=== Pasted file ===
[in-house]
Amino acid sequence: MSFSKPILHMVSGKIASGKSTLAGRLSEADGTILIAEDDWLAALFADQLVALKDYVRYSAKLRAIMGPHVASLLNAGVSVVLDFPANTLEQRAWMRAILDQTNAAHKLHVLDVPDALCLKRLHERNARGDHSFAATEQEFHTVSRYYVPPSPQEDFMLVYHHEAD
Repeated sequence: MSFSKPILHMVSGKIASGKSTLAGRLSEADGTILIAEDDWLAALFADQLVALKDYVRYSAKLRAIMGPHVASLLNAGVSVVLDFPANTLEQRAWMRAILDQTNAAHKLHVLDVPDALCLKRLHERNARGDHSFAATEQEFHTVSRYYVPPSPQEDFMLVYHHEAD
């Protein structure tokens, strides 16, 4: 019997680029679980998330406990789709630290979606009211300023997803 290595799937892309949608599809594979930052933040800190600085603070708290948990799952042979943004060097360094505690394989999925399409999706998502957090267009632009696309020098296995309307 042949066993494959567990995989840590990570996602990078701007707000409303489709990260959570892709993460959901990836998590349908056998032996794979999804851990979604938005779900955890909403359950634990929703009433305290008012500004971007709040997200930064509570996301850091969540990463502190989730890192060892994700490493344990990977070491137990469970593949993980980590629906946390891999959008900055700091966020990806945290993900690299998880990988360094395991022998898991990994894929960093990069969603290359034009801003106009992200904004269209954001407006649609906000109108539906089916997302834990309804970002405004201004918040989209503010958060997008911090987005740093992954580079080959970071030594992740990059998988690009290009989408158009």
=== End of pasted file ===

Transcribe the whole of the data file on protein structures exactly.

[in-house]
Amino acid sequence: MSFSKPILHMVSGKIASGKSTLAGRLSEADGTILIAEDDWLAALFADQLVALKDYVRYSAKLRAIMGPHVASLLNAGVSVVLDFPANTLEQRAWMRAILDQTNAAHKLHVLDVPDALCLKRLHERNARGDHSFAATEQEFHTVSRYYVPPSPQEDFMLVYHHEAD
Repeated sequence: MSFSKPILHMVSGKIASGKSTLAGRLSEADGTILIAEDDWLAALFADQLVALKDYVRYSAKLRAIMGPHVASLLNAGVSVVLDFPANTLEQRAWMRAILDQTNAAHKLHVLDVPDALCLKRLHERNARGDHSFAATEQEFHTVSRYYVPPSPQEDFMLVYHHEAD
């Protein structure tokens, strides 16, 4: 019997680029679980998330406990789709630290979606009211300023997803 290595799937892309949608599809594979930052933040800190600085603070708290948990799952042979943004060097360094505690394989999925399409999706998502957090267009632009696309020098296995309307 042949066993494959567990995989840590990570996602990078701007707000409303489709990260959570892709993460959901990836998590349908056998032996794979999804851990979604938005779900955890909403359950634990929703009433305290008012500004971007709040997200930064509570996301850091969540990463502190989730890192060892994700490493344990990977070491137990469970593949993980980590629906946390891999959008900055700091966020990806945290993900690299998880990988360094395991022998898991990994894929960093990069969603290359034009801003106009992200904004269209954001407006649609906000109108539906089916997302834990309804970002405004201004918040989209503010958060997008911090987005740093992954580079080959970071030594992740990059998988690009290009989408158009």